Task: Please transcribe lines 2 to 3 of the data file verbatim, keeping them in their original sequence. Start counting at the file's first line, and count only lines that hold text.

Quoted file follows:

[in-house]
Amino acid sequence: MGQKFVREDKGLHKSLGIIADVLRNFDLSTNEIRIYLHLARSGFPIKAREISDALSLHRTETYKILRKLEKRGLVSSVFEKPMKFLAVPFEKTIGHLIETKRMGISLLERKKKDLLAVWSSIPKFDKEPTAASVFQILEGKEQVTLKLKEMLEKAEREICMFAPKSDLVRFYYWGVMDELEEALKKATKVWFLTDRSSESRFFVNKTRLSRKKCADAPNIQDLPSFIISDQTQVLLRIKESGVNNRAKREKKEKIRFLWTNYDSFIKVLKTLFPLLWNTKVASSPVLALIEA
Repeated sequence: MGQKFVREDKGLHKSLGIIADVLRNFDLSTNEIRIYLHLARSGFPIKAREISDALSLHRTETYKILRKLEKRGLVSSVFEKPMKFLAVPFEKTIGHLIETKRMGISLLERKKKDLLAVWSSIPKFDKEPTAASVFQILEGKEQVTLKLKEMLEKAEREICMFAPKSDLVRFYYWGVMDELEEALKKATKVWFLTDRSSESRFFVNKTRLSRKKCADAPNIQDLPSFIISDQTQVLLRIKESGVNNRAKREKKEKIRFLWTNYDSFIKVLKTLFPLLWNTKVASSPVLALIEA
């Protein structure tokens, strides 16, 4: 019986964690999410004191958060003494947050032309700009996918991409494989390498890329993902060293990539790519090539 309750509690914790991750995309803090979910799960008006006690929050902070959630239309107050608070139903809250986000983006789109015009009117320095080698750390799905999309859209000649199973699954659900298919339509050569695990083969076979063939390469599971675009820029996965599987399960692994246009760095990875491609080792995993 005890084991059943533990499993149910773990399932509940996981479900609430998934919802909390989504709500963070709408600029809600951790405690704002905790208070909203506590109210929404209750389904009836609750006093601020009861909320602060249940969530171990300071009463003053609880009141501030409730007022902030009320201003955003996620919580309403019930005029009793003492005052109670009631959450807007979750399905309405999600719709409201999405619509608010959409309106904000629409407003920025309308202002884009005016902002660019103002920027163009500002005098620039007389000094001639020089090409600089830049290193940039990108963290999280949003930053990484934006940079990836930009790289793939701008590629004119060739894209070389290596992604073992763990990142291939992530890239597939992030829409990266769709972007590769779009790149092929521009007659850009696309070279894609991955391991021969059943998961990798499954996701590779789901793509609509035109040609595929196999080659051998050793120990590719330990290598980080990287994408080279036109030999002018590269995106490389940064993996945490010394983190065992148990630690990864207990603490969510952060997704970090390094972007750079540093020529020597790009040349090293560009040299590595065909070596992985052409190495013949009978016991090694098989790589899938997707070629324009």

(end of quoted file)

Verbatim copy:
Amino acid sequence: MGQKFVREDKGLHKSLGIIADVLRNFDLSTNEIRIYLHLARSGFPIKAREISDALSLHRTETYKILRKLEKRGLVSSVFEKPMKFLAVPFEKTIGHLIETKRMGISLLERKKKDLLAVWSSIPKFDKEPTAASVFQILEGKEQVTLKLKEMLEKAEREICMFAPKSDLVRFYYWGVMDELEEALKKATKVWFLTDRSSESRFFVNKTRLSRKKCADAPNIQDLPSFIISDQTQVLLRIKESGVNNRAKREKKEKIRFLWTNYDSFIKVLKTLFPLLWNTKVASSPVLALIEA
Repeated sequence: MGQKFVREDKGLHKSLGIIADVLRNFDLSTNEIRIYLHLARSGFPIKAREISDALSLHRTETYKILRKLEKRGLVSSVFEKPMKFLAVPFEKTIGHLIETKRMGISLLERKKKDLLAVWSSIPKFDKEPTAASVFQILEGKEQVTLKLKEMLEKAEREICMFAPKSDLVRFYYWGVMDELEEALKKATKVWFLTDRSSESRFFVNKTRLSRKKCADAPNIQDLPSFIISDQTQVLLRIKESGVNNRAKREKKEKIRFLWTNYDSFIKVLKTLFPLLWNTKVASSPVLALIEA